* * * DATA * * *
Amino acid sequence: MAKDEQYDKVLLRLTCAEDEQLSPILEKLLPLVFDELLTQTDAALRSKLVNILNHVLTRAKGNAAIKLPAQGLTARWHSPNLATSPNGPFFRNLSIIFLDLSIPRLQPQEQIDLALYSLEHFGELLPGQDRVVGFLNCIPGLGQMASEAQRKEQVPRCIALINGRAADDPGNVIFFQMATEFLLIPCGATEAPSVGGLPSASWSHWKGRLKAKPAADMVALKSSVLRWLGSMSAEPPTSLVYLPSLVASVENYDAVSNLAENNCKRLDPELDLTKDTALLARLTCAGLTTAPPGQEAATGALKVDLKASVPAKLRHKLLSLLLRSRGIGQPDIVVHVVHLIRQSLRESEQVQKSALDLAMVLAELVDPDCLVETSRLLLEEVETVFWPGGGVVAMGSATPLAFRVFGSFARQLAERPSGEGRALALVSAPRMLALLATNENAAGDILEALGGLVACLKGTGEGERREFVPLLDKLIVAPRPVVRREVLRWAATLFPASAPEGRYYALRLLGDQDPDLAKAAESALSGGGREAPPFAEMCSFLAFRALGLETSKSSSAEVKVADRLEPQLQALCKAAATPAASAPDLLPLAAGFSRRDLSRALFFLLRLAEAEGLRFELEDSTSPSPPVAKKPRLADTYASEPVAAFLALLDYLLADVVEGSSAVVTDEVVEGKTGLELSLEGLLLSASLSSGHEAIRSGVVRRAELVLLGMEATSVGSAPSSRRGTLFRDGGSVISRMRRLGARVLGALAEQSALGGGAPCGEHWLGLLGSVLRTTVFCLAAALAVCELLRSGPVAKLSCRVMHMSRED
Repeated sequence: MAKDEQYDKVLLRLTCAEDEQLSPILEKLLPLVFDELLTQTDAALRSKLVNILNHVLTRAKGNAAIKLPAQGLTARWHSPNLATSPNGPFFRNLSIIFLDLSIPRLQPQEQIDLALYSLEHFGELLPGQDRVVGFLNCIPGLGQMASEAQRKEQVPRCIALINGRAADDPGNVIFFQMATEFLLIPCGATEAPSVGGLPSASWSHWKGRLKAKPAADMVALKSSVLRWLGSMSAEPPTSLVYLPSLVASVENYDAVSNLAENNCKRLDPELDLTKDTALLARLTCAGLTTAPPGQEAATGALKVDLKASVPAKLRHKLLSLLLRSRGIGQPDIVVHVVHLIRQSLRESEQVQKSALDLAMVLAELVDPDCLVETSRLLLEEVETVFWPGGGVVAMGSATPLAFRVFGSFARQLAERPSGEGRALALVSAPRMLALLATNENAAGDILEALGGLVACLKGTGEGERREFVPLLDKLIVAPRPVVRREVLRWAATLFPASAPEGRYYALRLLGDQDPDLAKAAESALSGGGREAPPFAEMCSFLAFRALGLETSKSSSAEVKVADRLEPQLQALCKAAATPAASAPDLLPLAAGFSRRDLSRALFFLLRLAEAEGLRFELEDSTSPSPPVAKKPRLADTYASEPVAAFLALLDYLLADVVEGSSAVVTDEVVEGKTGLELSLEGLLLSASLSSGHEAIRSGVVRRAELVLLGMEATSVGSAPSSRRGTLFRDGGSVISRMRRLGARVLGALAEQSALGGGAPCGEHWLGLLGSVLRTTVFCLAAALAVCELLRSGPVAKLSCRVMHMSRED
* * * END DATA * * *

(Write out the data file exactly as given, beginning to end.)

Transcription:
Amino acid sequence: MAKDEQYDKVLLRLTCAEDEQLSPILEKLLPLVFDELLTQTDAALRSKLVNILNHVLTRAKGNAAIKLPAQGLTARWHSPNLATSPNGPFFRNLSIIFLDLSIPRLQPQEQIDLALYSLEHFGELLPGQDRVVGFLNCIPGLGQMASEAQRKEQVPRCIALINGRAADDPGNVIFFQMATEFLLIPCGATEAPSVGGLPSASWSHWKGRLKAKPAADMVALKSSVLRWLGSMSAEPPTSLVYLPSLVASVENYDAVSNLAENNCKRLDPELDLTKDTALLARLTCAGLTTAPPGQEAATGALKVDLKASVPAKLRHKLLSLLLRSRGIGQPDIVVHVVHLIRQSLRESEQVQKSALDLAMVLAELVDPDCLVETSRLLLEEVETVFWPGGGVVAMGSATPLAFRVFGSFARQLAERPSGEGRALALVSAPRMLALLATNENAAGDILEALGGLVACLKGTGEGERREFVPLLDKLIVAPRPVVRREVLRWAATLFPASAPEGRYYALRLLGDQDPDLAKAAESALSGGGREAPPFAEMCSFLAFRALGLETSKSSSAEVKVADRLEPQLQALCKAAATPAASAPDLLPLAAGFSRRDLSRALFFLLRLAEAEGLRFELEDSTSPSPPVAKKPRLADTYASEPVAAFLALLDYLLADVVEGSSAVVTDEVVEGKTGLELSLEGLLLSASLSSGHEAIRSGVVRRAELVLLGMEATSVGSAPSSRRGTLFRDGGSVISRMRRLGARVLGALAEQSALGGGAPCGEHWLGLLGSVLRTTVFCLAAALAVCELLRSGPVAKLSCRVMHMSRED
Repeated sequence: MAKDEQYDKVLLRLTCAEDEQLSPILEKLLPLVFDELLTQTDAALRSKLVNILNHVLTRAKGNAAIKLPAQGLTARWHSPNLATSPNGPFFRNLSIIFLDLSIPRLQPQEQIDLALYSLEHFGELLPGQDRVVGFLNCIPGLGQMASEAQRKEQVPRCIALINGRAADDPGNVIFFQMATEFLLIPCGATEAPSVGGLPSASWSHWKGRLKAKPAADMVALKSSVLRWLGSMSAEPPTSLVYLPSLVASVENYDAVSNLAENNCKRLDPELDLTKDTALLARLTCAGLTTAPPGQEAATGALKVDLKASVPAKLRHKLLSLLLRSRGIGQPDIVVHVVHLIRQSLRESEQVQKSALDLAMVLAELVDPDCLVETSRLLLEEVETVFWPGGGVVAMGSATPLAFRVFGSFARQLAERPSGEGRALALVSAPRMLALLATNENAAGDILEALGGLVACLKGTGEGERREFVPLLDKLIVAPRPVVRREVLRWAATLFPASAPEGRYYALRLLGDQDPDLAKAAESALSGGGREAPPFAEMCSFLAFRALGLETSKSSSAEVKVADRLEPQLQALCKAAATPAASAPDLLPLAAGFSRRDLSRALFFLLRLAEAEGLRFELEDSTSPSPPVAKKPRLADTYASEPVAAFLALLDYLLADVVEGSSAVVTDEVVEGKTGLELSLEGLLLSASLSSGHEAIRSGVVRRAELVLLGMEATSVGSAPSSRRGTLFRDGGSVISRMRRLGARVLGALAEQSALGGGAPCGEHWLGLLGSVLRTTVFCLAAALAVCELLRSGPVAKLSCRVMHMSRED